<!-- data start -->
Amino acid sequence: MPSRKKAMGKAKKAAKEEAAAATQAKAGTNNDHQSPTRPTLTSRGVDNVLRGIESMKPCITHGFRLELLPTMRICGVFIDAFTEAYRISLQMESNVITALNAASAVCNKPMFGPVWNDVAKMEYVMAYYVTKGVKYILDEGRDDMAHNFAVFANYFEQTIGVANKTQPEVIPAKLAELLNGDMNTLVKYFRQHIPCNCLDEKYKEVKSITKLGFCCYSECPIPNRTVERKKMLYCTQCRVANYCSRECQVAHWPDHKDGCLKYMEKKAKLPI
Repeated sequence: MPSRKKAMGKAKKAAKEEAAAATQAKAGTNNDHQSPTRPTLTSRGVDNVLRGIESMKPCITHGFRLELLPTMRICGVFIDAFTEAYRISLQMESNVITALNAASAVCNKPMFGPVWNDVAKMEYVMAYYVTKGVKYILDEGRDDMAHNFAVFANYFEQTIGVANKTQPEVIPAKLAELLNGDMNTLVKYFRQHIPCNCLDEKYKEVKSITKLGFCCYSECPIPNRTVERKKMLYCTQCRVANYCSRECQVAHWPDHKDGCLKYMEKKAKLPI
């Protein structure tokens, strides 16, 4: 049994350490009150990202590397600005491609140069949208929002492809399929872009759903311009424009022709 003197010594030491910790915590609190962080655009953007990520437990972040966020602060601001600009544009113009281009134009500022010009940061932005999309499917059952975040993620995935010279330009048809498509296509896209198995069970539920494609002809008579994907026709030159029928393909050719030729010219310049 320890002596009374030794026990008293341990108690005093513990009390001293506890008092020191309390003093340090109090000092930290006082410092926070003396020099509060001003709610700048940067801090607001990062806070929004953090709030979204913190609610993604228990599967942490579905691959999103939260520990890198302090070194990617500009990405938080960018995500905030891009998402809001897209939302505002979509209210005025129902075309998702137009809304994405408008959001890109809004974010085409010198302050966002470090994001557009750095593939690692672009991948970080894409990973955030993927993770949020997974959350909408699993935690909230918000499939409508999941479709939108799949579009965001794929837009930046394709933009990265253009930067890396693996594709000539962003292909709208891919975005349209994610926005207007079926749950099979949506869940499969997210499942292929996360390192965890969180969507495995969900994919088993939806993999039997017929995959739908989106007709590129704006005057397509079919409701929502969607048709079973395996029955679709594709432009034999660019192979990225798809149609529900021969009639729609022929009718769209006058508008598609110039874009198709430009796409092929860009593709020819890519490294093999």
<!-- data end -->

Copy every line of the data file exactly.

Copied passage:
Amino acid sequence: MPSRKKAMGKAKKAAKEEAAAATQAKAGTNNDHQSPTRPTLTSRGVDNVLRGIESMKPCITHGFRLELLPTMRICGVFIDAFTEAYRISLQMESNVITALNAASAVCNKPMFGPVWNDVAKMEYVMAYYVTKGVKYILDEGRDDMAHNFAVFANYFEQTIGVANKTQPEVIPAKLAELLNGDMNTLVKYFRQHIPCNCLDEKYKEVKSITKLGFCCYSECPIPNRTVERKKMLYCTQCRVANYCSRECQVAHWPDHKDGCLKYMEKKAKLPI
Repeated sequence: MPSRKKAMGKAKKAAKEEAAAATQAKAGTNNDHQSPTRPTLTSRGVDNVLRGIESMKPCITHGFRLELLPTMRICGVFIDAFTEAYRISLQMESNVITALNAASAVCNKPMFGPVWNDVAKMEYVMAYYVTKGVKYILDEGRDDMAHNFAVFANYFEQTIGVANKTQPEVIPAKLAELLNGDMNTLVKYFRQHIPCNCLDEKYKEVKSITKLGFCCYSECPIPNRTVERKKMLYCTQCRVANYCSRECQVAHWPDHKDGCLKYMEKKAKLPI
């Protein structure tokens, strides 16, 4: 049994350490009150990202590397600005491609140069949208929002492809399929872009759903311009424009022709 003197010594030491910790915590609190962080655009953007990520437990972040966020602060601001600009544009113009281009134009500022010009940061932005999309499917059952975040993620995935010279330009048809498509296509896209198995069970539920494609002809008579994907026709030159029928393909050719030729010219310049 320890002596009374030794026990008293341990108690005093513990009390001293506890008092020191309390003093340090109090000092930290006082410092926070003396020099509060001003709610700048940067801090607001990062806070929004953090709030979204913190609610993604228990599967942490579905691959999103939260520990890198302090070194990617500009990405938080960018995500905030891009998402809001897209939302505002979509209210005025129902075309998702137009809304994405408008959001890109809004974010085409010198302050966002470090994001557009750095593939690692672009991948970080894409990973955030993927993770949020997974959350909408699993935690909230918000499939409508999941479709939108799949579009965001794929837009930046394709933009990265253009930067890396693996594709000539962003292909709208891919975005349209994610926005207007079926749950099979949506869940499969997210499942292929996360390192965890969180969507495995969900994919088993939806993999039997017929995959739908989106007709590129704006005057397509079919409701929502969607048709079973395996029955679709594709432009034999660019192979990225798809149609529900021969009639729609022929009718769209006058508008598609110039874009198709430009796409092929860009593709020819890519490294093999």